I read this Slate article about the division of work in the household with interest. It bounces off of this Atlantic article about gay marriages (which are reportedly "happier" than heterosexual marriages (though I've talked before about my own misgivings on happiness as a measure of success, feelings that were brought up again recently in this excellent Offbeat Families post, but I digress). If gay marriages are happier, the Atlantic article queried, what can heterosexual couples learn from them?
Same-sex spouses, who cannot divide their labor based on preexisting gender norms, must approach marriage differently than their heterosexual peers. From sex to fighting, from child-rearing to chores, they must hammer out every last detail of domestic life without falling back on assumptions about who will do what. In this regard, they provide an example that can be enlightening to all couples.Later in the article (which is really worth a read in its entirety), research showing an interesting divide in same-sex relationships comes up:
Even as they are more egalitarian in their parenting styles, same-sex parents resemble their heterosexual counterparts in one somewhat old-fashioned way: a surprising number establish a division of labor whereby one spouse becomes the primary earner and the other stays home.This is where the Slate article comes in. Examining what model is most "efficient" (in economic terms), author Emily Oster discusses how we can view a household like a firm, and--like a firm--we can divide up tasks to whoever is best suited to them, including by outsourcing:
The broader insight of Becker’s theory is the idea that you should treat your household like a firm. That suggests (among other things) that people in the household should specialize and you should choose who does what based on a person’s ability at various tasks. What it doesn’t say anything about is how large that firm should be.This is where the discussion gets particularly interesting to me. As my somewhat excessive amount of hand wringing should attest, housekeeping is sort of a sore subject in my own happily ever after. My husband and I both work full-time, and cleaning the house is easily the one thing that we both neglect more than we should.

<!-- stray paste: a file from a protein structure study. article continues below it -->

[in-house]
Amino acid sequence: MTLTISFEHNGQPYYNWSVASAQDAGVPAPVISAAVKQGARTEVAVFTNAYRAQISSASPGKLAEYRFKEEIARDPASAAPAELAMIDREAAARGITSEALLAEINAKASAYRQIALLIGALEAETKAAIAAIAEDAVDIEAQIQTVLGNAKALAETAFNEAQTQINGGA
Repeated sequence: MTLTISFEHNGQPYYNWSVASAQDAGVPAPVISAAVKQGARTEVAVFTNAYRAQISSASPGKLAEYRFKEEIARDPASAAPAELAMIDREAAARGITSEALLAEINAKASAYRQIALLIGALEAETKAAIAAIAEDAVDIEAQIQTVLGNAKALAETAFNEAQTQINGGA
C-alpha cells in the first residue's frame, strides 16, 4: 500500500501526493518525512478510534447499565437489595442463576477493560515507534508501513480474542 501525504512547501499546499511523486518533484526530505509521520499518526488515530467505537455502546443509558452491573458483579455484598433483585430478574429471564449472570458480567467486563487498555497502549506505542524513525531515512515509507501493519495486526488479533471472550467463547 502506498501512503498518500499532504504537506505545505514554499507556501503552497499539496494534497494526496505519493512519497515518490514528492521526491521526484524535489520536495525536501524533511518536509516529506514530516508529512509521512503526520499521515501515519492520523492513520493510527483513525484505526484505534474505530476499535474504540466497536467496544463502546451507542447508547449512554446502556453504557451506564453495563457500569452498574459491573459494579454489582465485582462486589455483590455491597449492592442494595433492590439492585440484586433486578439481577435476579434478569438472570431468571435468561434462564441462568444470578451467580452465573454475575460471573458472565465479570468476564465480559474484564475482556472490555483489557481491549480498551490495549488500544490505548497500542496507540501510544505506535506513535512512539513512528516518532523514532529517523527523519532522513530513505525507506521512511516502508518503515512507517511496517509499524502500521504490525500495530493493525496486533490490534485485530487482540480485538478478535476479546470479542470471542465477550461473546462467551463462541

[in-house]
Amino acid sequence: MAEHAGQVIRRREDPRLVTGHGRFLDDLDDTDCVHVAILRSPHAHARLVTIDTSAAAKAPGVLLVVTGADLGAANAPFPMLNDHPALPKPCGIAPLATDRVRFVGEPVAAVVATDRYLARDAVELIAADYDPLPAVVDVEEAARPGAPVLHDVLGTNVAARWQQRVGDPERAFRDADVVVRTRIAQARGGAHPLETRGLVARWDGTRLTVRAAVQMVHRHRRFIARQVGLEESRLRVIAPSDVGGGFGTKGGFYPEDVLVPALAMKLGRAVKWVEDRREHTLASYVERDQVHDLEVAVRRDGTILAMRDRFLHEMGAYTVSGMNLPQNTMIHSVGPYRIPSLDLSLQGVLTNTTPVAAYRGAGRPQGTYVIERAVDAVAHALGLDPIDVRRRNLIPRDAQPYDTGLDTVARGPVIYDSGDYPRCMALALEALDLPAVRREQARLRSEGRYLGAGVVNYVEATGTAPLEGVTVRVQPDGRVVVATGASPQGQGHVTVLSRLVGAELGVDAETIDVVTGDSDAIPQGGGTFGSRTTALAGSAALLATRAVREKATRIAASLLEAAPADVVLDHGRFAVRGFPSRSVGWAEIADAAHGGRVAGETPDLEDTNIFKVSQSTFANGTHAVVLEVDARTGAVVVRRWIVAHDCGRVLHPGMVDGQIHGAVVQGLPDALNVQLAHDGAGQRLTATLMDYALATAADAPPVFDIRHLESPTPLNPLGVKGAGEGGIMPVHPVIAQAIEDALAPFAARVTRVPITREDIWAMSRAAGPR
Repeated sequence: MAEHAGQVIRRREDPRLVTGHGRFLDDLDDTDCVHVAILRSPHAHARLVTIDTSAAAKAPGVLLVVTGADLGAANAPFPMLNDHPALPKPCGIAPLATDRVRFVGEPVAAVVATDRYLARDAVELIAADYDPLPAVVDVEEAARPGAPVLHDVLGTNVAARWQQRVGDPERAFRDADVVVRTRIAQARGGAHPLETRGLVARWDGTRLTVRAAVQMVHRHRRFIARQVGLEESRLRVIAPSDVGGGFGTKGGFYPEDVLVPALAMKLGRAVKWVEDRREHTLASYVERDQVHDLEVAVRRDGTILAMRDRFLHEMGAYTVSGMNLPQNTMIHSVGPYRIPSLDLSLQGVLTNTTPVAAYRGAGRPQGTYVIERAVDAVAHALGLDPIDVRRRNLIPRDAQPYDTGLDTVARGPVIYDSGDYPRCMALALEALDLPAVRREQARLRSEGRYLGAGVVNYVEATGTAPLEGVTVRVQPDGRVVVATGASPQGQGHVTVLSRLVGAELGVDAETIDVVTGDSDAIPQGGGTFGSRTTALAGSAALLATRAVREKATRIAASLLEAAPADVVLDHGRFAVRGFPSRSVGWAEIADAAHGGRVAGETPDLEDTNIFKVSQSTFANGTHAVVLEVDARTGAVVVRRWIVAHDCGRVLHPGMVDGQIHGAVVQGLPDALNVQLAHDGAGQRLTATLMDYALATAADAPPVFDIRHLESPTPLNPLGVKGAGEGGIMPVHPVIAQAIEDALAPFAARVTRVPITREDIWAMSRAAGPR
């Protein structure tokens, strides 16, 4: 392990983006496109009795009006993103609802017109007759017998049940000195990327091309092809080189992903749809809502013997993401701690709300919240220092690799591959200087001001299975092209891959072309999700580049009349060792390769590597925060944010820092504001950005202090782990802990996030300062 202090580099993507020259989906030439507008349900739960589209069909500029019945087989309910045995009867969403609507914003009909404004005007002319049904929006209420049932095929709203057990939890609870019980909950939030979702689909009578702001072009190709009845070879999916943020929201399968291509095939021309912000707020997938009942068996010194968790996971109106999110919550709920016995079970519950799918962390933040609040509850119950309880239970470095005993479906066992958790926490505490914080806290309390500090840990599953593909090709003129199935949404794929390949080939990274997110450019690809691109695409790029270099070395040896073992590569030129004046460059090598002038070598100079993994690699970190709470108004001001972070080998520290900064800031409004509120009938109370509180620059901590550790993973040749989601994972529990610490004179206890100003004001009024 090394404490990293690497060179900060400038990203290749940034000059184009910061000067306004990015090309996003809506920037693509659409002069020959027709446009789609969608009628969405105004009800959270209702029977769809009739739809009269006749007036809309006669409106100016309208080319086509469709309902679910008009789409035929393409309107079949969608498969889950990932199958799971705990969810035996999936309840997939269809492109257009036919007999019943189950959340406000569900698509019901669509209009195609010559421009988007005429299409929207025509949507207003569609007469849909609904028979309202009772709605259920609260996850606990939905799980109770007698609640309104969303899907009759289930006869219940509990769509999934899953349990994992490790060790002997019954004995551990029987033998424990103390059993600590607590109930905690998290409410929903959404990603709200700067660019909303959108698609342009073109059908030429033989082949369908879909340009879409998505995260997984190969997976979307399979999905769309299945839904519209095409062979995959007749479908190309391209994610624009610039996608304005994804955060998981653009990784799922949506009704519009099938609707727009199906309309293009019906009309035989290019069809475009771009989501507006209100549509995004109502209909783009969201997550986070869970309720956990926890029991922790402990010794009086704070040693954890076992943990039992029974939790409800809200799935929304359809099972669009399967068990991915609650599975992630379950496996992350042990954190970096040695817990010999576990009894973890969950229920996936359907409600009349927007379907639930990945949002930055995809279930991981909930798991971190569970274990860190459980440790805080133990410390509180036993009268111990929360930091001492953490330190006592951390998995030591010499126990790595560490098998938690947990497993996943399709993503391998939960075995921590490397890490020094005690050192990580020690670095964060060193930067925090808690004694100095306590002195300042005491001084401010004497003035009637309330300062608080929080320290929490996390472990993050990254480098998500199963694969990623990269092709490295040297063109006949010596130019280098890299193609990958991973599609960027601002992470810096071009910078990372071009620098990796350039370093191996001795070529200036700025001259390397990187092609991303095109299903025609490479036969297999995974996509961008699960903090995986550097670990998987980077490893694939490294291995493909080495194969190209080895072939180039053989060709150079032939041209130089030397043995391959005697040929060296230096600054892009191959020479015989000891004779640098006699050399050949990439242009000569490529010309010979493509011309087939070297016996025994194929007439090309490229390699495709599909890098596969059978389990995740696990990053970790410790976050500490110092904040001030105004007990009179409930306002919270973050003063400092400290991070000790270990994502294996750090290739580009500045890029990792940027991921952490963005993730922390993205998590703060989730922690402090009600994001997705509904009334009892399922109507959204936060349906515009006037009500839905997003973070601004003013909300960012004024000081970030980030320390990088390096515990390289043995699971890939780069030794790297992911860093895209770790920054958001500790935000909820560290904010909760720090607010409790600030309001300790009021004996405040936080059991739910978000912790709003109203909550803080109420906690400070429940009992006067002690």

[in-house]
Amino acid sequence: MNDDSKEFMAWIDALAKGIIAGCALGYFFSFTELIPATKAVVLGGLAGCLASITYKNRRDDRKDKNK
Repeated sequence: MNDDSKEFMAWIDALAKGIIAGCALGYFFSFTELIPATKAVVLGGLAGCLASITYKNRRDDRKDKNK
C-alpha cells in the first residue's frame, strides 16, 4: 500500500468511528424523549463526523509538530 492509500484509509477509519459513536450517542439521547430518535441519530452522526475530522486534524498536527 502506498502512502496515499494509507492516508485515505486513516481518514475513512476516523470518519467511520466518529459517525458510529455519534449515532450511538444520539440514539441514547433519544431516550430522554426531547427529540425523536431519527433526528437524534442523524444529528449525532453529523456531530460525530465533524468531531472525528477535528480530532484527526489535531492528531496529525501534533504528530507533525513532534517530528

My household firm is pretty large. It contains me and my husband, our nanny, a cleaning lady, the service that delivers the groceries, as well as my daughter (who, to be fair, does not contribute much to household production) and typically a few other rotating characters. And we do pretty well on specialization. Only my husband and I split our time between work and child care. Everyone else is doing just one task that, frankly, they are much better at than he or I would be.
As my daughter is getting older, I can see how many other tasks are falling into this catch-all category of general household management. Who is going to pick up the juice we agreed to bring to the Easter party? Who is going to send out invitations to the birthday get-together? Who is going to figure out how to style her hair? Who is going to go shop for new shoes for what seems like the 5th time this month?
Some of these things can, of course, be "outsourced" as Oster claims in her article. Indeed, my daughter goes to a daycare, so we are outsourcing a large part of her care every weekday. We have tossed around the idea of hiring a cleaning service, but haven't ever taken the plunge. As for other outsourceable tasks, we do (or don't do, as may be more accurate) our own yard work, and neither one of us is handy enough to do anything but outsource most of the repair work. (When we try to fix it ourselves, we just end up paying for it twice, often with a little extra to fix whatever we broke).
We're not rich, but these choices that we are able to make are a matter of privilege. There are plenty of people for whom daycare simply isn't an option; the cost is prohibitive, which often limits options to work outside the home. This is especially true for people with multiple young children. Being able to even entertain the idea of hiring a monthly cleaning service is a privilege that a lot of people don't have. I don't think that we can talk about these "solutions" to the problem of egalitarian household labor without acknowledging that the paths to egalitarianism are very, very wrapped up in socioeconomic differences and privilege.
But let's imagine for a moment that we're talking about someone who can afford to "outsource" at least some of the household chores--someone like me or Emily Oster. What's wrapped up in saying that these outsourced employees are "much better" at the tasks than we would be?